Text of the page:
Quantum Materials in the Quantum Information Era

Workshop Report

The international workshop QMATQI23 took place from September 25 – 29, 2023.  There were 72 participants from 13 countries.  The aim of the workshop was to bring together scientists working in various aspects of quantum materials with potential relevance to quantum information, highlighting the progress and prospects for advancement in this emerging area.

The workshop included speakers from various sub-areas and included both theory and experiment.  For example, in the area of quantum magnetism Alan Tennant delivered a lecture on entanglement in quantum magnets and its measurement and Hae-Young Kee a lecture on theoretical developments in multipolar spin liquids.  In the area of 2D systems, lectures included those by Mitali Banerjee on thermal signatures of edge states in quantum Hall systems and by Ady Stern on proposed approaches for using electronic conductance to probe anyonic statistics.   In the area of novel topological electronic systems, examples were Nandini Trivedi with a lecture on using orbital frustration to design topological flat bands and Yoshi Maeno on recent updates on the strontium ruthenate superconductor.    We held two discussion sessions, wherein topics and questions were submitted by audience members using an online system as well as in hand-written form.  The audience responded to these questions, proposing ideas and concepts in interactive sessions.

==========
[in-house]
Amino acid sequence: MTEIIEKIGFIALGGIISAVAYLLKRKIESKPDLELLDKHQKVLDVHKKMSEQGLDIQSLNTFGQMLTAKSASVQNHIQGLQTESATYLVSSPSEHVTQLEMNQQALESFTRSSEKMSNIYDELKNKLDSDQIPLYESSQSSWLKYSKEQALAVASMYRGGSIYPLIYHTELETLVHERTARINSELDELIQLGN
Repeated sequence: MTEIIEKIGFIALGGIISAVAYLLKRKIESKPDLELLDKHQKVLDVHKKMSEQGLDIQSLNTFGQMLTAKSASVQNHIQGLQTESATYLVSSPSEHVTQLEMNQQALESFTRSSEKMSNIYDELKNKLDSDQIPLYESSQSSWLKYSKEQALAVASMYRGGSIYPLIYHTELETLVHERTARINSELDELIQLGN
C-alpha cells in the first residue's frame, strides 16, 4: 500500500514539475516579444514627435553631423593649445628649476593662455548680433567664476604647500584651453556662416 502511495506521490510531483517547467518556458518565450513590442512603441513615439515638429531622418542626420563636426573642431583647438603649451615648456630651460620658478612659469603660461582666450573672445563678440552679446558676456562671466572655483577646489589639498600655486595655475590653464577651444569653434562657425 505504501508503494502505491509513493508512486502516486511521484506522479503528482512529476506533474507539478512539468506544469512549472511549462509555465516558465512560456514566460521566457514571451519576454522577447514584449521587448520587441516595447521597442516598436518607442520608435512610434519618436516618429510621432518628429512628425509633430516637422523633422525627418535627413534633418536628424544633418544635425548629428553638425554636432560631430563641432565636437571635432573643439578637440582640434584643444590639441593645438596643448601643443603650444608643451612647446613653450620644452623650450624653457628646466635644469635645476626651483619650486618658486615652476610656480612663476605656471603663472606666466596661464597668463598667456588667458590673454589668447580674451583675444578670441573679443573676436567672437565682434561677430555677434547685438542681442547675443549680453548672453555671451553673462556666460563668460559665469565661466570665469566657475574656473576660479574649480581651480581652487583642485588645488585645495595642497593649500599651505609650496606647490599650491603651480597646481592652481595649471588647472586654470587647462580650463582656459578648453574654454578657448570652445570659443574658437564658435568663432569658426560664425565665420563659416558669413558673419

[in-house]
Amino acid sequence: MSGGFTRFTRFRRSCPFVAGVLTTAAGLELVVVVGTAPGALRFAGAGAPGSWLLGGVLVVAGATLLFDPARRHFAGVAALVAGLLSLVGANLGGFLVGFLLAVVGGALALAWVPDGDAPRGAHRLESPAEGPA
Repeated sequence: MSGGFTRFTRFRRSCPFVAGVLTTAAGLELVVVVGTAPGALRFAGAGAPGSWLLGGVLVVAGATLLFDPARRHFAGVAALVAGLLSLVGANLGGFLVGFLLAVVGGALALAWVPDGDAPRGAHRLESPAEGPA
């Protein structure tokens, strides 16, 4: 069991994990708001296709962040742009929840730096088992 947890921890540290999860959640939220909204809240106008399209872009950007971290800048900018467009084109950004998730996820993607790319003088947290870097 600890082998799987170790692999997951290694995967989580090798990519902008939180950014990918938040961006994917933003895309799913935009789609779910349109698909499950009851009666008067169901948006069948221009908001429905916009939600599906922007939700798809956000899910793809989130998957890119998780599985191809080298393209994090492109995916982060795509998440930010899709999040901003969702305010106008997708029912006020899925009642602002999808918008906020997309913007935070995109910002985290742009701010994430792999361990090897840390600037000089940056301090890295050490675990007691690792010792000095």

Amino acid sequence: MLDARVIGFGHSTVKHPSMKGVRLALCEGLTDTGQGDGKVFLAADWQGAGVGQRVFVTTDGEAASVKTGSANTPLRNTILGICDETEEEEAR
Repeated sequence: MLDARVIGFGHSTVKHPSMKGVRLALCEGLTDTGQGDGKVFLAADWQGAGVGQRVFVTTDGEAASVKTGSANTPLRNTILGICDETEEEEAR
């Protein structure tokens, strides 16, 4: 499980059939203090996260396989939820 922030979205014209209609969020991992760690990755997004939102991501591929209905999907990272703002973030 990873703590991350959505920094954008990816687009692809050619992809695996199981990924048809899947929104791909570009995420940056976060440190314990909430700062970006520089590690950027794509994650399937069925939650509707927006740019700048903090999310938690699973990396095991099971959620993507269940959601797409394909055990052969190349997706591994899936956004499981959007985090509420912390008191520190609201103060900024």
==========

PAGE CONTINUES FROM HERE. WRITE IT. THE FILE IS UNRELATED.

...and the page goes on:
In addition to the above activities, there were aspects targeted specifically for junior scientist participation.  This included two poster presentation sessions with two associated short poster talk sessions.  In the latter, junior participants gave two-minute presentations about their posters.  Several junior participants and other contributing participants were also selected to deliver contributed talks along with the invited speakers. 

The workshop activities identified several key areas for the consideration of the future development of this research area:

-Are there problems from the quantum materials realm that could be profitably addressed with quantum devices?

-How can topology be best used for quantum information?

-What quantum information quantity would characterize quantum criticality?

The organizers noticed a distinct cross-fertilization between the scientific sub-areas as the workshop proceeded.  It was clear that some concepts developed in e.g. quantum magnetism in the context of entanglement witnesses could be used to extend considerations in low-dimensional systems.  It is expected that this will help to germinate new ideas in the future for connecting quantum information and quantum materials.

The organizers express their sincere thanks to the Max Planck Institute for the Physics of Complex Systems for hosting us, to the Institute staff for their expert support in running this workshop.  Particular thanks are expressed to Mandy Lochar for excellent organizational support and Ronny Börner for impeccable technical support with the sessions.

Joseph Checkelsky, Qimiao Si, Roser Valentí